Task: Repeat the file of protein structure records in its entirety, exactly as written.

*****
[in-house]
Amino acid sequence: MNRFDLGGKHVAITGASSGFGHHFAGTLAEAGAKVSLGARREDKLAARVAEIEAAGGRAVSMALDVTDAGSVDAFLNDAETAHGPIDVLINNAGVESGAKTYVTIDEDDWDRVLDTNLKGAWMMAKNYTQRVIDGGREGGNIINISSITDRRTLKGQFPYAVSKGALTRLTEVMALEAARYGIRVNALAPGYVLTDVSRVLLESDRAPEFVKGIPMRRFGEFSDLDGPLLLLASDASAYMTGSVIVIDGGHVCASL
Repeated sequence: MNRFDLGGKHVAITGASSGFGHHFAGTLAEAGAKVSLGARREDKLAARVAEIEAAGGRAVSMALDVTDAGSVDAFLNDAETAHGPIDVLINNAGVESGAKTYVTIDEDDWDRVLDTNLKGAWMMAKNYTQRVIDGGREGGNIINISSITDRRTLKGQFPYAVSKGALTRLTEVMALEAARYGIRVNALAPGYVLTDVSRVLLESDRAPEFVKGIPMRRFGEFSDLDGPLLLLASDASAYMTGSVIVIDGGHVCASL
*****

[in-house]
Amino acid sequence: MNRFDLGGKHVAITGASSGFGHHFAGTLAEAGAKVSLGARREDKLAARVAEIEAAGGRAVSMALDVTDAGSVDAFLNDAETAHGPIDVLINNAGVESGAKTYVTIDEDDWDRVLDTNLKGAWMMAKNYTQRVIDGGREGGNIINISSITDRRTLKGQFPYAVSKGALTRLTEVMALEAARYGIRVNALAPGYVLTDVSRVLLESDRAPEFVKGIPMRRFGEFSDLDGPLLLLASDASAYMTGSVIVIDGGHVCASL
Repeated sequence: MNRFDLGGKHVAITGASSGFGHHFAGTLAEAGAKVSLGARREDKLAARVAEIEAAGGRAVSMALDVTDAGSVDAFLNDAETAHGPIDVLINNAGVESGAKTYVTIDEDDWDRVLDTNLKGAWMMAKNYTQRVIDGGREGGNIINISSITDRRTLKGQFPYAVSKGALTRLTEVMALEAARYGIRVNALAPGYVLTDVSRVLLESDRAPEFVKGIPMRRFGEFSDLDGPLLLLASDASAYMTGSVIVIDGGHVCASL